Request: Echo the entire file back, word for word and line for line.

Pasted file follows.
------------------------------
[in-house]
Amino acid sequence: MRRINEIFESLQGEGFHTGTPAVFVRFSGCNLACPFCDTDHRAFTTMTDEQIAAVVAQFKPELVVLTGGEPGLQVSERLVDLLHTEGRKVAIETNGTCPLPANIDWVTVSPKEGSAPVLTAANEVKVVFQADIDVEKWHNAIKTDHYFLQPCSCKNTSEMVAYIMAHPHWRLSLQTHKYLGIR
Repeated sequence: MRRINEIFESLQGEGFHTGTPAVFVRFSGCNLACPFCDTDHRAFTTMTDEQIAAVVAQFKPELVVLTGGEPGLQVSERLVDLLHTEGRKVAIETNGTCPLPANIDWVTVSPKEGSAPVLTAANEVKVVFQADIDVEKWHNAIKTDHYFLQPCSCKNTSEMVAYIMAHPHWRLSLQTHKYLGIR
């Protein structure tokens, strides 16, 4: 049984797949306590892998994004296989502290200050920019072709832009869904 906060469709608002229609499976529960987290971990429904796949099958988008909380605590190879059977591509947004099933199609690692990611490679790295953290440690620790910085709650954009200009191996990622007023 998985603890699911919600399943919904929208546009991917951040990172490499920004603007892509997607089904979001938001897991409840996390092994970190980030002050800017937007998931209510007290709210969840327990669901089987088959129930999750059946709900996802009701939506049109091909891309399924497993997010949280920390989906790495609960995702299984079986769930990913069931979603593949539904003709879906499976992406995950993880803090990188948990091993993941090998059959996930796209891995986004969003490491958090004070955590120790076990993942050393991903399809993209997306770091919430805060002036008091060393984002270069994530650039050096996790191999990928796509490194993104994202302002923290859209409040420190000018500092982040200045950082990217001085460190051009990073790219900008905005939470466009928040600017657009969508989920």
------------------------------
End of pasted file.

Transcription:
[in-house]
Amino acid sequence: MRRINEIFESLQGEGFHTGTPAVFVRFSGCNLACPFCDTDHRAFTTMTDEQIAAVVAQFKPELVVLTGGEPGLQVSERLVDLLHTEGRKVAIETNGTCPLPANIDWVTVSPKEGSAPVLTAANEVKVVFQADIDVEKWHNAIKTDHYFLQPCSCKNTSEMVAYIMAHPHWRLSLQTHKYLGIR
Repeated sequence: MRRINEIFESLQGEGFHTGTPAVFVRFSGCNLACPFCDTDHRAFTTMTDEQIAAVVAQFKPELVVLTGGEPGLQVSERLVDLLHTEGRKVAIETNGTCPLPANIDWVTVSPKEGSAPVLTAANEVKVVFQADIDVEKWHNAIKTDHYFLQPCSCKNTSEMVAYIMAHPHWRLSLQTHKYLGIR
């Protein structure tokens, strides 16, 4: 049984797949306590892998994004296989502290200050920019072709832009869904 906060469709608002229609499976529960987290971990429904796949099958988008909380605590190879059977591509947004099933199609690692990611490679790295953290440690620790910085709650954009200009191996990622007023 998985603890699911919600399943919904929208546009991917951040990172490499920004603007892509997607089904979001938001897991409840996390092994970190980030002050800017937007998931209510007290709210969840327990669901089987088959129930999750059946709900996802009701939506049109091909891309399924497993997010949280920390989906790495609960995702299984079986769930990913069931979603593949539904003709879906499976992406995950993880803090990188948990091993993941090998059959996930796209891995986004969003490491958090004070955590120790076990993942050393991903399809993209997306770091919430805060002036008091060393984002270069994530650039050096996790191999990928796509490194993104994202302002923290859209409040420190000018500092982040200045950082990217001085460190051009990073790219900008905005939470466009928040600017657009969508989920």